Issue: March 15, 1999

Juniper pollen hay fever


I hate junipers! Every spring I have hay fever, and I think it is because of the junipers. Unfortunately, junipers grow well in my landscape and need little care. Is there any way to prevent them from making pollen, or is it necessary to remove all of them from my property?


Junipers are one of the plants causing hay fever at this time of the year, and junipers are excellent landscape plants for New Mexico soils and climates. There is no good way to prevent the production of pollen other than planting only female clones of juniper. The female clones are the ones that produce the blue-gray, berry-like cones. Junipers produce male flowers (which make the pollen) on one plant and the female flowers (which make the cones) on separate plants.

If you wish to have the benefits of junipers without the problem caused by the pollen, use only the cone-bearing plants. You may want to remove any male junipers from your landscape and replace them with the female juniper plants. You can identify the male plant because it does produce a small "pollen cone" which dries soon after flowering. These can be seen as brown ends on the twigs in the early summer. During flowering, it is easy to tell which are male plants by bumping the plants and watching the cloud of irritating pollen rising from the plant. Be sure to stand upwind of the plant as you do this.

When you buy plants to replace the male junipers, if you choose other junipers, purchase plants with the cones on them. Of course, there are other plants to use, but junipers are excellent landscape plants for New Mexico, especially the female junipers!

Effect of predicted drought on new landscapes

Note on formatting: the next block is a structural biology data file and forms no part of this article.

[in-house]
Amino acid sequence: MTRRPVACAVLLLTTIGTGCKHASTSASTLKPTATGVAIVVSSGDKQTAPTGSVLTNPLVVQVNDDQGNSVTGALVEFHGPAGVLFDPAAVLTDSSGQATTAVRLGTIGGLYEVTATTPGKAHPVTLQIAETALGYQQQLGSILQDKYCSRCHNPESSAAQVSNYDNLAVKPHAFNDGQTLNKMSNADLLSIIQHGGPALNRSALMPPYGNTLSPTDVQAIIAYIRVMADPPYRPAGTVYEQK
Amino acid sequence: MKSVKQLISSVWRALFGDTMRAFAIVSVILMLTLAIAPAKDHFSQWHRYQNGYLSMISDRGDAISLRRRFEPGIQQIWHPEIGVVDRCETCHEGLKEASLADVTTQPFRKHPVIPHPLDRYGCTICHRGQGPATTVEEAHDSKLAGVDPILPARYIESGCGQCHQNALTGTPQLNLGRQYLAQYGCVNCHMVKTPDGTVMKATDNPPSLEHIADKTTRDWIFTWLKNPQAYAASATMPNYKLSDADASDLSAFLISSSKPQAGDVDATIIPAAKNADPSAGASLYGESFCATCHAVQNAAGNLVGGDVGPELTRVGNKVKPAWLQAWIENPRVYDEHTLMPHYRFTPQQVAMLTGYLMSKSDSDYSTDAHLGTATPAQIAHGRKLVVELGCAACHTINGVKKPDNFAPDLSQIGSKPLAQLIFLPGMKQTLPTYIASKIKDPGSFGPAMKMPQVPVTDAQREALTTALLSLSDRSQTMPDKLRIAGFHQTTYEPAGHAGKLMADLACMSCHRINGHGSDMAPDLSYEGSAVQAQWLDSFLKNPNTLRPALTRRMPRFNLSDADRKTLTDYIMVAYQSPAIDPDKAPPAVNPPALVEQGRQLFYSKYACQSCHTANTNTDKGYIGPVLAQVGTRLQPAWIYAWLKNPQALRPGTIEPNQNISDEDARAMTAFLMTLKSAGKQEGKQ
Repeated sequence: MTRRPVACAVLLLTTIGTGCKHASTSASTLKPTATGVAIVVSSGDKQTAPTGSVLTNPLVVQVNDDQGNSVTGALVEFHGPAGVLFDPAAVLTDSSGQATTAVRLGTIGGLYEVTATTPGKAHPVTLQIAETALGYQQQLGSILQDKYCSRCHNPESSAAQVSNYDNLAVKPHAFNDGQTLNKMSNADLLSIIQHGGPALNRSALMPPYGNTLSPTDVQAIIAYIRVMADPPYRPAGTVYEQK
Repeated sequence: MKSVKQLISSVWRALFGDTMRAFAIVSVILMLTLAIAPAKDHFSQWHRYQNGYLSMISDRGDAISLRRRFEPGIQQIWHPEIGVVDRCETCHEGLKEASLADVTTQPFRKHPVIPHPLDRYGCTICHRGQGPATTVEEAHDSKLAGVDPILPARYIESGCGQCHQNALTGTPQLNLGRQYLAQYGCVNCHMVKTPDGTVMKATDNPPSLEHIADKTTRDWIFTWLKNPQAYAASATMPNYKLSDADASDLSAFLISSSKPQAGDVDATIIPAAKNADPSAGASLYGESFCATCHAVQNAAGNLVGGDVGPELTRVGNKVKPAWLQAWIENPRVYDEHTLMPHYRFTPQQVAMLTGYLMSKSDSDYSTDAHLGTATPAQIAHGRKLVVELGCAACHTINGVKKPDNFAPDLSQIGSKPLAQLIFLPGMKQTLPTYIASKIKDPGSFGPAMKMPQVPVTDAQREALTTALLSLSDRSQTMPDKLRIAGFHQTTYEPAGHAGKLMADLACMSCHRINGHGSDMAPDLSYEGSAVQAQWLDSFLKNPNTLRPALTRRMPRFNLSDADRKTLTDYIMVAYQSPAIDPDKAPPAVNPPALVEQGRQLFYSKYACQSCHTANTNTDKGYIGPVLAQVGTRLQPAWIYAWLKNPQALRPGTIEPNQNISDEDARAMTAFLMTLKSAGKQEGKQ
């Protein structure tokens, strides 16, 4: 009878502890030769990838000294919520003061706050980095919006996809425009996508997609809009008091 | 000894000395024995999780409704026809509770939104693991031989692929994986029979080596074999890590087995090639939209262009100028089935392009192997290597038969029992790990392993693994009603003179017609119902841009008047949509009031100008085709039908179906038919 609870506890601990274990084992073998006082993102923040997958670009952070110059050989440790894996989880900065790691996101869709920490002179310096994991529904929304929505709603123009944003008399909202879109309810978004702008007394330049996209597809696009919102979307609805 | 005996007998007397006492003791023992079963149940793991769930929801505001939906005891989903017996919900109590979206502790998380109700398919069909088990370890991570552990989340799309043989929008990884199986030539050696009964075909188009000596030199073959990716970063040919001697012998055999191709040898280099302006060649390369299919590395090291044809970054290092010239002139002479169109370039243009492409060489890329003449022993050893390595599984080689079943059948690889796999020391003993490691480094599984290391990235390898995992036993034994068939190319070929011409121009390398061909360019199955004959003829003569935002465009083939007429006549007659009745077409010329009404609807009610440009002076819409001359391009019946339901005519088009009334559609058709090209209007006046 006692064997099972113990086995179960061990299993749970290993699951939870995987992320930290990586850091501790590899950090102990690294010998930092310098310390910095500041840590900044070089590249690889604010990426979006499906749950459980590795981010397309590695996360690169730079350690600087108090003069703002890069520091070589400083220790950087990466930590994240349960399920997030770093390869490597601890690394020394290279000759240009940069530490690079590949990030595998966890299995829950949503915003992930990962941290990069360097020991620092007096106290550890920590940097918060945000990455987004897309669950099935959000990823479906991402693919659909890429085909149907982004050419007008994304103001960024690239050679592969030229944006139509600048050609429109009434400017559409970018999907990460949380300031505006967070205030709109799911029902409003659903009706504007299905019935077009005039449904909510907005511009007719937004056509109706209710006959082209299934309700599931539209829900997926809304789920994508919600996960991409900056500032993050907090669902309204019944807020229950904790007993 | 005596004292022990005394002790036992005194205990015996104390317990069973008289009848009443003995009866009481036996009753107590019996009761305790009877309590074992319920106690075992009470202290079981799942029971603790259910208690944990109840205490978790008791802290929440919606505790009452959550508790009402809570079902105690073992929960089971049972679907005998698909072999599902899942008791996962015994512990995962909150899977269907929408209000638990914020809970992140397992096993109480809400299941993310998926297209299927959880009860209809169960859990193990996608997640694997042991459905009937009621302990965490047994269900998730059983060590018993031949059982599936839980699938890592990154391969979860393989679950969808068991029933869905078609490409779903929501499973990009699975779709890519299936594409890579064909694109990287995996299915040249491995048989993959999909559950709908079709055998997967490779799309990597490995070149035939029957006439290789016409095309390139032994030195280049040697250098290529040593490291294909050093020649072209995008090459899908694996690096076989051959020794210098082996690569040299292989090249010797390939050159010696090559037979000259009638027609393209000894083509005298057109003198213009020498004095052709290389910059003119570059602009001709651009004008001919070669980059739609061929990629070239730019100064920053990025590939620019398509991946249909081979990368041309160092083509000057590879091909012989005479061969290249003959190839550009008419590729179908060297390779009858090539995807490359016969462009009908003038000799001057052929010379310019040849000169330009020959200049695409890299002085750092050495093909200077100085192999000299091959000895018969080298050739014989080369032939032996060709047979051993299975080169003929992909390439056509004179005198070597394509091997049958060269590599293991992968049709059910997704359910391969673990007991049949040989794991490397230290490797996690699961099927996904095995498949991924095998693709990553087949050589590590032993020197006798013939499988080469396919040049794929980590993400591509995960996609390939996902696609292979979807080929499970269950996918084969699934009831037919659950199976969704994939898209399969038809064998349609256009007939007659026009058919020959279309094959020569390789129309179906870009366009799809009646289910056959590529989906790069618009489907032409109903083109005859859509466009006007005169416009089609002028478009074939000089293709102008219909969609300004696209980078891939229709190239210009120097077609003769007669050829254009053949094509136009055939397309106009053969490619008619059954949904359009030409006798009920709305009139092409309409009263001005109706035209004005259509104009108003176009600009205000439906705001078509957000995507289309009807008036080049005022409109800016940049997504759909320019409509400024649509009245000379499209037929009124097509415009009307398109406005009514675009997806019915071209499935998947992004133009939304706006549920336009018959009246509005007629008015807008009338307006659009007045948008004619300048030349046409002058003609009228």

The reports say that this is going to be a hot, dry year. I just bought a home and wanted to landscape. How will this expected drought affect my landscaping?


I hope that the predicted drought will encourage many people to consider landscapes which use plants better adapted to our soils and climate than many of the older, traditional New Mexico landscapes. I also hope that the principles of xeriscaping will be employed. Please don't confuse a true xeriscape, which is a fully vegetated landscape, with the rockscapes which have been employed to reduce water use. These rockscapes create heat islands around homes and can greatly increase water consumption by evaporative coolers.

There are many attractive plants available in nurseries which are adapted to landscapes consuming less water. The principles of xeriscaping include the use of mulching materials to reduce water loss from the soil. They also prevent wind erosion and may reduce weed problems. Installation of efficient irrigation systems and designing the landscape to create zones of low, moderate, and high water use are also important so that all plants do not receive the highest amounts of water.

So, as you begin landscaping, consider applying the principles of xeriscape and search the nurseries for plants best adapted to New Mexico soils and climates. If you do this, this year's predicted drought and future droughts will have little impact on your landscape.

Marisa Y. Thompson, PhD, is the Extension Horticulture Specialist, in the Department of Extension Plant Sciences at the New Mexico State University Los Lunas Agricultural Science Center, email:, office: 505-865-7340, ext. 113.


For more gardening information, visit the NMSU Extension Horticulture page at Desert Blooms and the NMSU Horticulture Publications page.

Send gardening questions to Southwest Yard and Garden - Attn: Dr. Marisa Thompson at, or at the Desert Blooms Facebook.

Please copy your County Extension Agent and indicate your county of residence when you submit your question!